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Re: Advice on low-light photography (s30f14? no OSS)
In reply to Faketastic, Apr 11, 2013

Faketastic wrote:

Mel Snyder wrote:

With all due respect I think you are overthinking this. Campfires bright enough to see your friends are plenty bright enough to shoot with the kit lens. People just sitting around a fire are not point guards taking jump shots. ISO 400-800, f4-5.6, 1/4 second should give you fine results. Just start there, and adjust.  You don't need a tripod - God gave us knees and hands for that.

Too many people on the forum think you need to run out and buy expensive new lenses to get some shot. There's almost always a way to get great shots with whatever you own. Take a look at the work of Henri Cartier-Bresson or W. Eugene Smith - how DID they get those low-no light level scenes without some whiz-bang f1.4 Sigma and OSS, often at ISO 80?

Many of our best photographers were also tech-junkies. Bresson shot with a Leica and a fast 50mm most of the time. And he didn't shoot campfires much.

Ahh, now we are starting to see the truth behind the great myth. I can only say that I'm not a Bresson (maybe one day) and I don't have a Leica (wish I had have).

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wictred
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Re: Advice on low-light photography (s30f14? no OSS)
In reply to smallLebowski, Apr 11, 2013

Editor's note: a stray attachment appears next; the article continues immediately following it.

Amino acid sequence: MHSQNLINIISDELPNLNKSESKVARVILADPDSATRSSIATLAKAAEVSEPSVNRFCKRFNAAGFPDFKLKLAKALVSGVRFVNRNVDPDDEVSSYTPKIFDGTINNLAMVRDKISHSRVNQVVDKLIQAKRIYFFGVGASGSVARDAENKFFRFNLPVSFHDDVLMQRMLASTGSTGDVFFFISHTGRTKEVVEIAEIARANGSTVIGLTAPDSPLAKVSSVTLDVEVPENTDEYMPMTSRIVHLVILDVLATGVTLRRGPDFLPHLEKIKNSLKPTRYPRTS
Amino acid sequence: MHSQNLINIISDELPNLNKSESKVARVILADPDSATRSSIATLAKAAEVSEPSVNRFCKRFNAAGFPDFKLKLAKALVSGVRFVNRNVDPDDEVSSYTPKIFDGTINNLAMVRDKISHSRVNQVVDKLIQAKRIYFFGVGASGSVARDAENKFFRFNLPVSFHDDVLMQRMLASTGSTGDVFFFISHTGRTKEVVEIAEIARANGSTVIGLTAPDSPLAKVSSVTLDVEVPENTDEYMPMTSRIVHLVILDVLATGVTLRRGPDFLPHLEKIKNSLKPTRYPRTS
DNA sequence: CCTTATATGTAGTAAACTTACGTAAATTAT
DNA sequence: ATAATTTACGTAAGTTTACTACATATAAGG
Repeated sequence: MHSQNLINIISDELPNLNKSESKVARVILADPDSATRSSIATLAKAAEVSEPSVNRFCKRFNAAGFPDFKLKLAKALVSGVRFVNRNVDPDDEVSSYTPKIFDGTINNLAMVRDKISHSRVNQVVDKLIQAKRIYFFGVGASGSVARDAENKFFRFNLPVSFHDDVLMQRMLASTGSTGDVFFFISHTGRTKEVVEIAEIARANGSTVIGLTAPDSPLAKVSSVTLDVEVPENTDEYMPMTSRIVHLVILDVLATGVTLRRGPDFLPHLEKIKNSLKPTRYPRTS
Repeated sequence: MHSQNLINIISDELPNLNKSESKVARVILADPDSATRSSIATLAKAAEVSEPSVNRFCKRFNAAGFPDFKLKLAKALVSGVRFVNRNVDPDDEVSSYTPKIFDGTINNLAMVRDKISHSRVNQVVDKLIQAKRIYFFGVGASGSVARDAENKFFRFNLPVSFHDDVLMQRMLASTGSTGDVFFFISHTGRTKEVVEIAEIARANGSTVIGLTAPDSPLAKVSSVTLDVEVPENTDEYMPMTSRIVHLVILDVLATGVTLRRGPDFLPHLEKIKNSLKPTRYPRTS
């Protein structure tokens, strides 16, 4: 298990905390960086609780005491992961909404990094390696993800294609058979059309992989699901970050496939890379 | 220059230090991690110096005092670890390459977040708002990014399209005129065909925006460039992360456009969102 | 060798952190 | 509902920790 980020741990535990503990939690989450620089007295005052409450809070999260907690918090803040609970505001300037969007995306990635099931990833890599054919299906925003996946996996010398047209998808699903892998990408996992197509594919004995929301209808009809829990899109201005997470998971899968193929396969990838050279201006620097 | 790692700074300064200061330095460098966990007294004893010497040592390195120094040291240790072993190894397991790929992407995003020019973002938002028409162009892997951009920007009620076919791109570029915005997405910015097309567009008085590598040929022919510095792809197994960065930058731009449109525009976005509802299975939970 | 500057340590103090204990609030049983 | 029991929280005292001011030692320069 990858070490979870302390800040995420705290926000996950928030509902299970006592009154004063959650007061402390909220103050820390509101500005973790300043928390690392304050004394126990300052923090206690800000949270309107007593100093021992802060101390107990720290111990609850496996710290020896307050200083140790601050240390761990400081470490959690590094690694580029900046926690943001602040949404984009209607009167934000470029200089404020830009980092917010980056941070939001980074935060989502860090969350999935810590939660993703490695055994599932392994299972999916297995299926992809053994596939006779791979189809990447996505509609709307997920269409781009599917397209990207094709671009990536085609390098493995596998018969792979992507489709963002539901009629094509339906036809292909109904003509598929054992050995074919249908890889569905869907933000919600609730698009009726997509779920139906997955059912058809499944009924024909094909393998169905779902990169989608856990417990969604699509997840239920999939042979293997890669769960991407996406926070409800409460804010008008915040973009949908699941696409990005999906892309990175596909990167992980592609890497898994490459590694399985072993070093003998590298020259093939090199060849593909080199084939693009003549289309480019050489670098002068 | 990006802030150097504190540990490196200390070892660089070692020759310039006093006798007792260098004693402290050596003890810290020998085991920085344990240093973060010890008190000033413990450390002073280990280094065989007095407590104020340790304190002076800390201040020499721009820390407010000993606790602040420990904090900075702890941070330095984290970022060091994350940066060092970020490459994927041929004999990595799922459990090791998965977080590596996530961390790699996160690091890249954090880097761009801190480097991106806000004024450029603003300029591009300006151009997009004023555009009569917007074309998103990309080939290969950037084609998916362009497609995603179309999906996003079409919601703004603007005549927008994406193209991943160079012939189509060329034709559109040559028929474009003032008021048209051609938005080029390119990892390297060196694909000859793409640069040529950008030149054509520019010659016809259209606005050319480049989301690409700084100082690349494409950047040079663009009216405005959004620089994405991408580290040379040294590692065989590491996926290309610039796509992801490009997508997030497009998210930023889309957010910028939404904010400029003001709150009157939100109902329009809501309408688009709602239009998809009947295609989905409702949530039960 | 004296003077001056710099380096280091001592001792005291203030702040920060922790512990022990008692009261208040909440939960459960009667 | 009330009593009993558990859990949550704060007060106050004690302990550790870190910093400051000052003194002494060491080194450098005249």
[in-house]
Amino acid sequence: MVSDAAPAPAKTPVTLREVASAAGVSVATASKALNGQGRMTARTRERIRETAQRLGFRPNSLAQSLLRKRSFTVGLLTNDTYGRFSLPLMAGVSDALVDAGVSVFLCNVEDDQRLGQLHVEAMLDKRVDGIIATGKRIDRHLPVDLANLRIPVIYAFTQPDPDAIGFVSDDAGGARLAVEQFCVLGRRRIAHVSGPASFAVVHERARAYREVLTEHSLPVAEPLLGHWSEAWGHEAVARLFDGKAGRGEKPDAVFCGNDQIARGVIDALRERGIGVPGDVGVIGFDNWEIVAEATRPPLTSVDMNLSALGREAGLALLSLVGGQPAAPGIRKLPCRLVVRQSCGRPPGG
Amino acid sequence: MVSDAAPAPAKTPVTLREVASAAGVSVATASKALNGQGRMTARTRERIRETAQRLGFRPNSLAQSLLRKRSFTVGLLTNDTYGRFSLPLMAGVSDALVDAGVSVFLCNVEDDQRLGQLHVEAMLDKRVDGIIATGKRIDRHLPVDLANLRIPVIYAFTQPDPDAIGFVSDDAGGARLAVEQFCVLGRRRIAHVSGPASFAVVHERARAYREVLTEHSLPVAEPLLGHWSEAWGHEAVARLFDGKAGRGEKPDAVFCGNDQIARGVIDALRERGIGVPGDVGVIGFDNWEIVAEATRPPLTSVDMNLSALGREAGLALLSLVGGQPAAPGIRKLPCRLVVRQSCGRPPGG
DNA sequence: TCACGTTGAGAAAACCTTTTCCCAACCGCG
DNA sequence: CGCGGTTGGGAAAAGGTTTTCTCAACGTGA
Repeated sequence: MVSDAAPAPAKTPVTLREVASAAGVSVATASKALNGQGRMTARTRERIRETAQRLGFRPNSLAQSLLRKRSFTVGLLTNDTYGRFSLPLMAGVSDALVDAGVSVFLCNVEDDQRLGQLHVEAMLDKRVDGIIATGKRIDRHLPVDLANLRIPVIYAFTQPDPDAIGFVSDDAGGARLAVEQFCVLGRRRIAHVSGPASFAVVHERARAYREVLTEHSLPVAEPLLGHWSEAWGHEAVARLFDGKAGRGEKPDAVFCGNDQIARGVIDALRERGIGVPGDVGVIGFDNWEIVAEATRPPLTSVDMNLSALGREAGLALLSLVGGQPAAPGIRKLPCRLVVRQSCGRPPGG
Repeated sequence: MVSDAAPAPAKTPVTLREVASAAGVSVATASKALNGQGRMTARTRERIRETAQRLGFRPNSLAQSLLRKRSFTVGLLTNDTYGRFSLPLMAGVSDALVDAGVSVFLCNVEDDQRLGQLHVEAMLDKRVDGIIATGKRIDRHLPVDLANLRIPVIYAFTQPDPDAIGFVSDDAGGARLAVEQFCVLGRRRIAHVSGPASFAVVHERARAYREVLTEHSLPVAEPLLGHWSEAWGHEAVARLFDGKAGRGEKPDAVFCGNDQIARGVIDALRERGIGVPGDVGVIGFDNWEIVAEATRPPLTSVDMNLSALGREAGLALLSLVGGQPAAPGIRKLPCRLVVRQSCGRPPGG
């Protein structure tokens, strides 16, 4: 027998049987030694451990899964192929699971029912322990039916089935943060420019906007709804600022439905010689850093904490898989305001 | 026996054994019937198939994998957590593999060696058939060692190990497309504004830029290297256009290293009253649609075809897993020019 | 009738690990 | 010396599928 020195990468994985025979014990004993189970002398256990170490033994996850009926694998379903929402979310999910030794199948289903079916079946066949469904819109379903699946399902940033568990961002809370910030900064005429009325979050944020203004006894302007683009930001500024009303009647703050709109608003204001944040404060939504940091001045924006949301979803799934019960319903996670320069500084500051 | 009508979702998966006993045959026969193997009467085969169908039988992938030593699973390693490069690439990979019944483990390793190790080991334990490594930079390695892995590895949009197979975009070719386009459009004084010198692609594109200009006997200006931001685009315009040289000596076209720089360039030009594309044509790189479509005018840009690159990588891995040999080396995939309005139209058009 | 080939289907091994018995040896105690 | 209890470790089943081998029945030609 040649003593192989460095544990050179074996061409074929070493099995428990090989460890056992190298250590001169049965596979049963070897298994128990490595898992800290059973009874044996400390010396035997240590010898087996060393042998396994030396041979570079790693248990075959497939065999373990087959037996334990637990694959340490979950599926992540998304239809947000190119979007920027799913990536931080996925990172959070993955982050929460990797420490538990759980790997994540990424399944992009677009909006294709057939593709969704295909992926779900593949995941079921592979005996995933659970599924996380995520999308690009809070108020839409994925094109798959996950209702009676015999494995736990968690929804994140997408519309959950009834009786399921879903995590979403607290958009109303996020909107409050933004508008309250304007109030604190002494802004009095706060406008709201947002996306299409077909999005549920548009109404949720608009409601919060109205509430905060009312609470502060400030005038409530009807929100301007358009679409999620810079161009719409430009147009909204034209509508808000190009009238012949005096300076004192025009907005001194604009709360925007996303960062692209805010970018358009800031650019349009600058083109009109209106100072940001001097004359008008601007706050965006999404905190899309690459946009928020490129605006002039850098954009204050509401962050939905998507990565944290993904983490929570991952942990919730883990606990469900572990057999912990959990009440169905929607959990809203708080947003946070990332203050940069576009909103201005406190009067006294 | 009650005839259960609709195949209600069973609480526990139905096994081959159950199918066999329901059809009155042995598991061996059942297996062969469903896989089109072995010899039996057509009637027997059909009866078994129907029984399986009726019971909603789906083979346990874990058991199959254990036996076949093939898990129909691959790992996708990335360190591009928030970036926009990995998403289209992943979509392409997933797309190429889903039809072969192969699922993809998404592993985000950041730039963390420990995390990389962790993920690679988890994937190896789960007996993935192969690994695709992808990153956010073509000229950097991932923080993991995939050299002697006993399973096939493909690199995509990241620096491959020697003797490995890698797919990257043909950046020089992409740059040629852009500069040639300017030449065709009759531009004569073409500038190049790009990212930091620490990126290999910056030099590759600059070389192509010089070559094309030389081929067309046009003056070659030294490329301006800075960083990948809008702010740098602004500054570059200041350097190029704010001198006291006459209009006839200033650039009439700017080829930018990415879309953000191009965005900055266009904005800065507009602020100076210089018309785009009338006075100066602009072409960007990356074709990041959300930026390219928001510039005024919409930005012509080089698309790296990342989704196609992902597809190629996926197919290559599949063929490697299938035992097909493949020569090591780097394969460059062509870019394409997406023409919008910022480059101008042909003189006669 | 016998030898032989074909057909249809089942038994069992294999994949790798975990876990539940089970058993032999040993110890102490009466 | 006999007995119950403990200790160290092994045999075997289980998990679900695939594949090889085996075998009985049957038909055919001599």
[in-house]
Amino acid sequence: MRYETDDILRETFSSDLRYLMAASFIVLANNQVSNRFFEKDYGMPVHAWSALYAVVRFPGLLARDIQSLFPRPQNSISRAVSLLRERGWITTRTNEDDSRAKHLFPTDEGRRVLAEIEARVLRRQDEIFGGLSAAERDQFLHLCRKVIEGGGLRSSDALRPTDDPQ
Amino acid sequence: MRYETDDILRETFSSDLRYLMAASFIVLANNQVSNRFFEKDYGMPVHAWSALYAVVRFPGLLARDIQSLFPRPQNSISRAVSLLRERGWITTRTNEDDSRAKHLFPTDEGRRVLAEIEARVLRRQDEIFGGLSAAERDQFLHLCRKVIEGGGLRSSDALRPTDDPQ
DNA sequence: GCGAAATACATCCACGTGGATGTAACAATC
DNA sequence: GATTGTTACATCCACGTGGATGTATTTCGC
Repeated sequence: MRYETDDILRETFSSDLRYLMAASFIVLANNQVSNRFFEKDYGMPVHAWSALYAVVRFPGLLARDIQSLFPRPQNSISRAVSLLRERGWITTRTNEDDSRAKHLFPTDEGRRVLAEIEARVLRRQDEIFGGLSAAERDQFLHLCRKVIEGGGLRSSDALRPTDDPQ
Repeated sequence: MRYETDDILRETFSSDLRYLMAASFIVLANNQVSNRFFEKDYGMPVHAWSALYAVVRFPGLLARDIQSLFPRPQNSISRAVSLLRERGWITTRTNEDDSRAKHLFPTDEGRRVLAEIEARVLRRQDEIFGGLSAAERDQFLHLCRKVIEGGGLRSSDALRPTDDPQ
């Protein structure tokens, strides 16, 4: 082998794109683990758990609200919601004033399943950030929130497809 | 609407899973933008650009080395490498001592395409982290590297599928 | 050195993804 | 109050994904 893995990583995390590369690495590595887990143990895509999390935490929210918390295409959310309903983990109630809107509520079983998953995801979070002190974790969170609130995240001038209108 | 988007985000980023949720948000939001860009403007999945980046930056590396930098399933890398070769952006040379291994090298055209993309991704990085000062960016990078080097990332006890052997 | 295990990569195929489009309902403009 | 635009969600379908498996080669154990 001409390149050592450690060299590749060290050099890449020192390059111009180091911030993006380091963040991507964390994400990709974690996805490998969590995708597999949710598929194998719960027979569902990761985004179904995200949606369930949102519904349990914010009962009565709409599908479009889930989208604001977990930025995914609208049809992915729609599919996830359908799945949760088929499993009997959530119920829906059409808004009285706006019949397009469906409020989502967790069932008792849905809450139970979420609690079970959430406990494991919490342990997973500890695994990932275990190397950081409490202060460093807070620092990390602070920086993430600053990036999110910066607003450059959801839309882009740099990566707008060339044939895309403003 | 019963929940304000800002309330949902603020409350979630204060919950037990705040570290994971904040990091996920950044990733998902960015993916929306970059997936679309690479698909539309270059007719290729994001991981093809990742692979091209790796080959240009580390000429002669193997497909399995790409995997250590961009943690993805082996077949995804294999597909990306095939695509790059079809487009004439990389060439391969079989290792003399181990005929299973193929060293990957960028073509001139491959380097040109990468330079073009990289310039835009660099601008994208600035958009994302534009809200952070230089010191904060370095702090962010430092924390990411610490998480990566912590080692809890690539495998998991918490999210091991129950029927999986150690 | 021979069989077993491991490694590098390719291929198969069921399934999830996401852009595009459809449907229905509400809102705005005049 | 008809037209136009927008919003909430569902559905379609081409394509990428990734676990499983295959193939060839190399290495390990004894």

smallLebowski wrote:

I appreciate your info. You are right. As it was mentioned here - SAL35f18 should do just fine or even try kit lens first (at least it has OSS) and go from there.

The SEL35F18 is an E-Mount lens with OSS. For low light it is a very nice "normal" lens. F1.8 and OSS is not really common, usually ... for moving subjects not important though.

But it is also expensive.

You could also go for a Konica AR 40mm f1.8

That should cost you like 50$-70$ including the adapter and a few extra $ for a good lens hood (the Konica 40mm really lacks contrast if it's wide open without a hood).

It is really a nice lens .... not as sharp as a modern lenses .... and it has quite a bit purple fringing wide open ... a bit longer than the 35mm lenses (eq 50mm) but a good choice if you don't want to dish out a couple hundred for a fast 35mm lens.

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john-photoguy
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Re: Advice on low-light photography (s30f14? no OSS)
In reply to smallLebowski, Apr 11, 2013

I suspect that the light transmission of the 1.4 on the LA-EA2 with its mirror that directs some of the light to AF sensors will be the same, and might be lower than the 1.8 lens.

Just saying, that not only will you have the OSS, but might just gain a bit of brightness, faster AF and smaller package with lower cost.

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Let just all take more photographs!

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smallLebowski
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Re: Advice on low-light photography (s30f14? no OSS)
In reply to john-photoguy, Apr 11, 2013

Yes, that's something to consider too. Hmm... i wish there were some comparison tests at low light.

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smallLebowski